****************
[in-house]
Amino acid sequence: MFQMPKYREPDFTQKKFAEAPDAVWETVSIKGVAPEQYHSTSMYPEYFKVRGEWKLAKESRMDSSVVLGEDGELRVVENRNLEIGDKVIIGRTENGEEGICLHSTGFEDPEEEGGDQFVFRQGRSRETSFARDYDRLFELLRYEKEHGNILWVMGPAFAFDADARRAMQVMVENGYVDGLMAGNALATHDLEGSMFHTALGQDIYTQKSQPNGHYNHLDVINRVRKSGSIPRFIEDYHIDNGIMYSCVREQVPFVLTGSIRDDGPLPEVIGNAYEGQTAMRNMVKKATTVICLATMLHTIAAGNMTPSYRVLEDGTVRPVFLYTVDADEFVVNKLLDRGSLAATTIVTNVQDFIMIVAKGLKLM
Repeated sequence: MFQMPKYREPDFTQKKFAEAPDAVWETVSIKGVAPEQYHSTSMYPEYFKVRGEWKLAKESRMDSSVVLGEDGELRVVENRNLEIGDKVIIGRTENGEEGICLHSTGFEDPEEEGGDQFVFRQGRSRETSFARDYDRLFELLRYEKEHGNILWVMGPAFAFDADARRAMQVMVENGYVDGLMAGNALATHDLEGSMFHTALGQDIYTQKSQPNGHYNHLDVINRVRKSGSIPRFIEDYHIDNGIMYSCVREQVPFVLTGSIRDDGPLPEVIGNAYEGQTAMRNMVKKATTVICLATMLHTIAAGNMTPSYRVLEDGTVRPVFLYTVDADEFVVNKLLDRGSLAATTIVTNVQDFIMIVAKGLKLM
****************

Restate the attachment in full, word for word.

[in-house]
Amino acid sequence: MFQMPKYREPDFTQKKFAEAPDAVWETVSIKGVAPEQYHSTSMYPEYFKVRGEWKLAKESRMDSSVVLGEDGELRVVENRNLEIGDKVIIGRTENGEEGICLHSTGFEDPEEEGGDQFVFRQGRSRETSFARDYDRLFELLRYEKEHGNILWVMGPAFAFDADARRAMQVMVENGYVDGLMAGNALATHDLEGSMFHTALGQDIYTQKSQPNGHYNHLDVINRVRKSGSIPRFIEDYHIDNGIMYSCVREQVPFVLTGSIRDDGPLPEVIGNAYEGQTAMRNMVKKATTVICLATMLHTIAAGNMTPSYRVLEDGTVRPVFLYTVDADEFVVNKLLDRGSLAATTIVTNVQDFIMIVAKGLKLM
Repeated sequence: MFQMPKYREPDFTQKKFAEAPDAVWETVSIKGVAPEQYHSTSMYPEYFKVRGEWKLAKESRMDSSVVLGEDGELRVVENRNLEIGDKVIIGRTENGEEGICLHSTGFEDPEEEGGDQFVFRQGRSRETSFARDYDRLFELLRYEKEHGNILWVMGPAFAFDADARRAMQVMVENGYVDGLMAGNALATHDLEGSMFHTALGQDIYTQKSQPNGHYNHLDVINRVRKSGSIPRFIEDYHIDNGIMYSCVREQVPFVLTGSIRDDGPLPEVIGNAYEGQTAMRNMVKKATTVICLATMLHTIAAGNMTPSYRVLEDGTVRPVFLYTVDADEFVVNKLLDRGSLAATTIVTNVQDFIMIVAKGLKLM